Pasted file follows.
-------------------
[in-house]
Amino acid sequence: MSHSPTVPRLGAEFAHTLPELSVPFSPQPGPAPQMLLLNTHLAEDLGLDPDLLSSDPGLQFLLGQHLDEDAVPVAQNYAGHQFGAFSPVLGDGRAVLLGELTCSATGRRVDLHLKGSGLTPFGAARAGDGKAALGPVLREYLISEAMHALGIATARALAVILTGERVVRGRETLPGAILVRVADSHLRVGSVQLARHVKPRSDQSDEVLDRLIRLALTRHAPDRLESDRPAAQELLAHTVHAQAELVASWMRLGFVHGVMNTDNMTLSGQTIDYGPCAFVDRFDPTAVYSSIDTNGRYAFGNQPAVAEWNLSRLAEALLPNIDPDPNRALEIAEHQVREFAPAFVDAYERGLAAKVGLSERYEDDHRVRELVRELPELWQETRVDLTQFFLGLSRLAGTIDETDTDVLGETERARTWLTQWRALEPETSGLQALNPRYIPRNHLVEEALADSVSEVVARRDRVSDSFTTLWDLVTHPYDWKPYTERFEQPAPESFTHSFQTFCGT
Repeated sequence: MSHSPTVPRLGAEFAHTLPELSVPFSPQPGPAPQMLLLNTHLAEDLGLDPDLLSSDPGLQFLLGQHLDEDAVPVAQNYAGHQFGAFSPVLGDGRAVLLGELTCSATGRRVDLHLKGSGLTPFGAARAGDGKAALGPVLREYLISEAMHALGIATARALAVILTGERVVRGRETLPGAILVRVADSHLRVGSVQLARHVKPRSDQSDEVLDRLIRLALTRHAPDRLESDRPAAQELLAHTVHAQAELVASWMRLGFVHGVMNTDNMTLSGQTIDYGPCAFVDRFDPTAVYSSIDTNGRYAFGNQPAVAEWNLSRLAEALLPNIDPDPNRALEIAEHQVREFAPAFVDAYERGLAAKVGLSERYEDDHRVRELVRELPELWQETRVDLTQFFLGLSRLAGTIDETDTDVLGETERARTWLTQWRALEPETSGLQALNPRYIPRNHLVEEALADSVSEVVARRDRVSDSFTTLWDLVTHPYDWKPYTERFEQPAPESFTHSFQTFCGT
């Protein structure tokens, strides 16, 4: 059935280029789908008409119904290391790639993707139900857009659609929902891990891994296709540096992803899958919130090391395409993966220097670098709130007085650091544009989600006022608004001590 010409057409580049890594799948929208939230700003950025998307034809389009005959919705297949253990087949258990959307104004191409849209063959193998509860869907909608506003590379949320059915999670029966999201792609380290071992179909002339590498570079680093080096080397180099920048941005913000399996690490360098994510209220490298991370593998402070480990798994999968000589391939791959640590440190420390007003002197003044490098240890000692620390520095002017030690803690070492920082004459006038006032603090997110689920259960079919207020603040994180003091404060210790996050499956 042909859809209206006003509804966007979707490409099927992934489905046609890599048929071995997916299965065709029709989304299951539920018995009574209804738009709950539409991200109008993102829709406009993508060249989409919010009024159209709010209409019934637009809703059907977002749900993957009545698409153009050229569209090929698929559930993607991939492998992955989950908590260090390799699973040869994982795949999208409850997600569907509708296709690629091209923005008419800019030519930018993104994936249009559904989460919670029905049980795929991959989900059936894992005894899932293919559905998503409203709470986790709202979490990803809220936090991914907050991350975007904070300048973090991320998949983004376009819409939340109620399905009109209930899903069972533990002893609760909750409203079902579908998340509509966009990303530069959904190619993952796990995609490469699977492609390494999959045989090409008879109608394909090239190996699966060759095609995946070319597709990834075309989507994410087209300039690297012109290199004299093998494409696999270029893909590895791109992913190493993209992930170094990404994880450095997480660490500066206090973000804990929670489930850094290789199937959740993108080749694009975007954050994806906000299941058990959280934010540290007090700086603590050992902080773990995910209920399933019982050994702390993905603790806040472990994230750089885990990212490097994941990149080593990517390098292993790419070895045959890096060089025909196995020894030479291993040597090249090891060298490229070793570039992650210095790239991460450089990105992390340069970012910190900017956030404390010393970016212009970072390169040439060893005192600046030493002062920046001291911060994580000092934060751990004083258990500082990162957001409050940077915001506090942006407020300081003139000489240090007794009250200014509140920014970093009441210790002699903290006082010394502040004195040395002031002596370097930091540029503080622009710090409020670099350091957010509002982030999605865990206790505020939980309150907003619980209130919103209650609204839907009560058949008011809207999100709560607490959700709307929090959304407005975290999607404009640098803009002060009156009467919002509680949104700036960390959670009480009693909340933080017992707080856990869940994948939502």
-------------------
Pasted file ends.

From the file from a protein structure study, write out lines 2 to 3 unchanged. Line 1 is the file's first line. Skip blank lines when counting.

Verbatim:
Amino acid sequence: MSHSPTVPRLGAEFAHTLPELSVPFSPQPGPAPQMLLLNTHLAEDLGLDPDLLSSDPGLQFLLGQHLDEDAVPVAQNYAGHQFGAFSPVLGDGRAVLLGELTCSATGRRVDLHLKGSGLTPFGAARAGDGKAALGPVLREYLISEAMHALGIATARALAVILTGERVVRGRETLPGAILVRVADSHLRVGSVQLARHVKPRSDQSDEVLDRLIRLALTRHAPDRLESDRPAAQELLAHTVHAQAELVASWMRLGFVHGVMNTDNMTLSGQTIDYGPCAFVDRFDPTAVYSSIDTNGRYAFGNQPAVAEWNLSRLAEALLPNIDPDPNRALEIAEHQVREFAPAFVDAYERGLAAKVGLSERYEDDHRVRELVRELPELWQETRVDLTQFFLGLSRLAGTIDETDTDVLGETERARTWLTQWRALEPETSGLQALNPRYIPRNHLVEEALADSVSEVVARRDRVSDSFTTLWDLVTHPYDWKPYTERFEQPAPESFTHSFQTFCGT
Repeated sequence: MSHSPTVPRLGAEFAHTLPELSVPFSPQPGPAPQMLLLNTHLAEDLGLDPDLLSSDPGLQFLLGQHLDEDAVPVAQNYAGHQFGAFSPVLGDGRAVLLGELTCSATGRRVDLHLKGSGLTPFGAARAGDGKAALGPVLREYLISEAMHALGIATARALAVILTGERVVRGRETLPGAILVRVADSHLRVGSVQLARHVKPRSDQSDEVLDRLIRLALTRHAPDRLESDRPAAQELLAHTVHAQAELVASWMRLGFVHGVMNTDNMTLSGQTIDYGPCAFVDRFDPTAVYSSIDTNGRYAFGNQPAVAEWNLSRLAEALLPNIDPDPNRALEIAEHQVREFAPAFVDAYERGLAAKVGLSERYEDDHRVRELVRELPELWQETRVDLTQFFLGLSRLAGTIDETDTDVLGETERARTWLTQWRALEPETSGLQALNPRYIPRNHLVEEALADSVSEVVARRDRVSDSFTTLWDLVTHPYDWKPYTERFEQPAPESFTHSFQTFCGT